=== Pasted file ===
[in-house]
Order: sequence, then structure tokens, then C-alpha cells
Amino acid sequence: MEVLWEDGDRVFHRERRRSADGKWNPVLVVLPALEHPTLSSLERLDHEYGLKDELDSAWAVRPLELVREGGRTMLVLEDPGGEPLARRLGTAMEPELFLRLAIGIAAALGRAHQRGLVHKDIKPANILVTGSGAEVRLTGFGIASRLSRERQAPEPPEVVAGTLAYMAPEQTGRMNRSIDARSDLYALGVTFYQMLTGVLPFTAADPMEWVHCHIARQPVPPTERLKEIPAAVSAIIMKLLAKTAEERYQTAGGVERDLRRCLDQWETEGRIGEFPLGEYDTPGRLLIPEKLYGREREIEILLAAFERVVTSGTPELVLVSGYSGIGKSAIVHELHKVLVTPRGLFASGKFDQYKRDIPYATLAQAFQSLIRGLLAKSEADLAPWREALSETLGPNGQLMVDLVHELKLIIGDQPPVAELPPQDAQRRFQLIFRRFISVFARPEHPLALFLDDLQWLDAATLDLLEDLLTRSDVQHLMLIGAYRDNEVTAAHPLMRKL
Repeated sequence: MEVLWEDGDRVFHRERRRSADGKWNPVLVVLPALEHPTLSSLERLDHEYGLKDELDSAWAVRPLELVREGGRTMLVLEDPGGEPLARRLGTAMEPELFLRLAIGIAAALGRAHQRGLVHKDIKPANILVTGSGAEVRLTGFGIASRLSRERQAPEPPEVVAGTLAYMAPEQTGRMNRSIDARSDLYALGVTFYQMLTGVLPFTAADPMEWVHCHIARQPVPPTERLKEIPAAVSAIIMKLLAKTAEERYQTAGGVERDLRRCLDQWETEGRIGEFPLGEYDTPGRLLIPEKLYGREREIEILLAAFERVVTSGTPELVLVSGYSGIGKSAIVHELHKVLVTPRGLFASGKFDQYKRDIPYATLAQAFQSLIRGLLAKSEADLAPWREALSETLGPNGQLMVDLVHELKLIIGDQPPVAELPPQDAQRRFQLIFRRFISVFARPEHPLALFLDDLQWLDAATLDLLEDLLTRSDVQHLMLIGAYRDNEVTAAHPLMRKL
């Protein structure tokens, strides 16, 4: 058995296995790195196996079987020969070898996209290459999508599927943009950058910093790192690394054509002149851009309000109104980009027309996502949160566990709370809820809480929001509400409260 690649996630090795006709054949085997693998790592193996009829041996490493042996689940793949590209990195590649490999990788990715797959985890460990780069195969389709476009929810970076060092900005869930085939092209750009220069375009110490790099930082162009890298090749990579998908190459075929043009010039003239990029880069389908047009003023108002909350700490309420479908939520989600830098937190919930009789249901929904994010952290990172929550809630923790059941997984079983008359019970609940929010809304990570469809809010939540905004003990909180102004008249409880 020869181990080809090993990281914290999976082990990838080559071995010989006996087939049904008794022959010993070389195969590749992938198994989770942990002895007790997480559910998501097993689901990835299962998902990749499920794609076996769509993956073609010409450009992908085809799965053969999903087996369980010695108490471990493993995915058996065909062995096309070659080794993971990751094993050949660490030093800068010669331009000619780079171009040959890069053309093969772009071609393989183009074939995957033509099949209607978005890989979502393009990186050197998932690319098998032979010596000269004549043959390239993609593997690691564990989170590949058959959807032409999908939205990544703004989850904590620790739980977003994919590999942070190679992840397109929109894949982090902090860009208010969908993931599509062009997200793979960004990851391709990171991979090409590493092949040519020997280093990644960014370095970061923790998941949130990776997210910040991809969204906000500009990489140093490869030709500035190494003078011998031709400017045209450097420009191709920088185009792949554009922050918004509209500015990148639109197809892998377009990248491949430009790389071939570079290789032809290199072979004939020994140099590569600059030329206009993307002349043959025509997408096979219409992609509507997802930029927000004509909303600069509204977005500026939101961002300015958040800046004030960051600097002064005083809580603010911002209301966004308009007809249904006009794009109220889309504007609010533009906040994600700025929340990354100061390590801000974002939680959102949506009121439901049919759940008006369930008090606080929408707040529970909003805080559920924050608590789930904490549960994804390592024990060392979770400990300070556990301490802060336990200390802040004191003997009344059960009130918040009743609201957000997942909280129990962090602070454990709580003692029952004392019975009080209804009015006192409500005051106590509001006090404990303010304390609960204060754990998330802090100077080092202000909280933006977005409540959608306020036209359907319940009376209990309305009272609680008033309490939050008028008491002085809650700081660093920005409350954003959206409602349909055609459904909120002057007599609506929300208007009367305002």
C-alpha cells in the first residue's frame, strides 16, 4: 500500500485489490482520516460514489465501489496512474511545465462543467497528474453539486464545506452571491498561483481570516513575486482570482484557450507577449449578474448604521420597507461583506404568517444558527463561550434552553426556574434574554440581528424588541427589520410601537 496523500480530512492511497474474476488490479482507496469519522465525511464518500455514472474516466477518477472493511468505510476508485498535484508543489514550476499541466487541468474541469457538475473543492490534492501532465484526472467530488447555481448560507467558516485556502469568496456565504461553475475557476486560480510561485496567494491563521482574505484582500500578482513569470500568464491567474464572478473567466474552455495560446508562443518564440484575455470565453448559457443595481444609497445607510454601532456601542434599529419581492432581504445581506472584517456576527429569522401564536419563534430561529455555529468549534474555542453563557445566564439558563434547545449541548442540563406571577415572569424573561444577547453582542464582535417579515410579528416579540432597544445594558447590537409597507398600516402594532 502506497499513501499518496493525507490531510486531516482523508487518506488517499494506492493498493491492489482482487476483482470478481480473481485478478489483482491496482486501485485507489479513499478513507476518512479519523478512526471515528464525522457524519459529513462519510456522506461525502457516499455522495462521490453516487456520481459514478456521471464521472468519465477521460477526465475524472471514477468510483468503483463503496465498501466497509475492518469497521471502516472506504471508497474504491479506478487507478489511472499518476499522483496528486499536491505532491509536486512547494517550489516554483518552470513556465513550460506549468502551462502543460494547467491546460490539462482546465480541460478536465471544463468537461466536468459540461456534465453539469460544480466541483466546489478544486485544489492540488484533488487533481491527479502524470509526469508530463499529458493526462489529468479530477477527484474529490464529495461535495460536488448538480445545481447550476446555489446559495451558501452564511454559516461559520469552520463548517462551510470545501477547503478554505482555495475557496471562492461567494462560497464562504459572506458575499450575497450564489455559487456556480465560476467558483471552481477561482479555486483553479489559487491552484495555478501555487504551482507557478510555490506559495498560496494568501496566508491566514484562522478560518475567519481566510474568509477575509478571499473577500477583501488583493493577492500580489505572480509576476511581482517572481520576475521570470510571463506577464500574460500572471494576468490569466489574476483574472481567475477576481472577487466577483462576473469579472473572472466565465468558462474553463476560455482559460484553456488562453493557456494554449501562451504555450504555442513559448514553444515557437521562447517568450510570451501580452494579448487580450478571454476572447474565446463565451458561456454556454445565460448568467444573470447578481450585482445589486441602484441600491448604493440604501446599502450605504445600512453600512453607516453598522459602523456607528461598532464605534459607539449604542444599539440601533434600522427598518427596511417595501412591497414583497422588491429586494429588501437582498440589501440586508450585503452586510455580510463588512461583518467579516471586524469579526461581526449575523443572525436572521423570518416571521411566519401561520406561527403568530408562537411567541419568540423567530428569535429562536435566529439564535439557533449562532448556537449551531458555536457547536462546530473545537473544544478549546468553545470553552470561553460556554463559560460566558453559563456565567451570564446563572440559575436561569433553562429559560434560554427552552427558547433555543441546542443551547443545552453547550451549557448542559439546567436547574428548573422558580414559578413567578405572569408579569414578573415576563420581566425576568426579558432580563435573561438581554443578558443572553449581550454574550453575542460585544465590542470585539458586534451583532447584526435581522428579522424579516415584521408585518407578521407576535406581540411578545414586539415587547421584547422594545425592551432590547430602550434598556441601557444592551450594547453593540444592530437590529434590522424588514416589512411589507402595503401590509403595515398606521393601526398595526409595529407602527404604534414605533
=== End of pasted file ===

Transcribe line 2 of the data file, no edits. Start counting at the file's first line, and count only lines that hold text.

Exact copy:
Order: sequence, then structure tokens, then C-alpha cells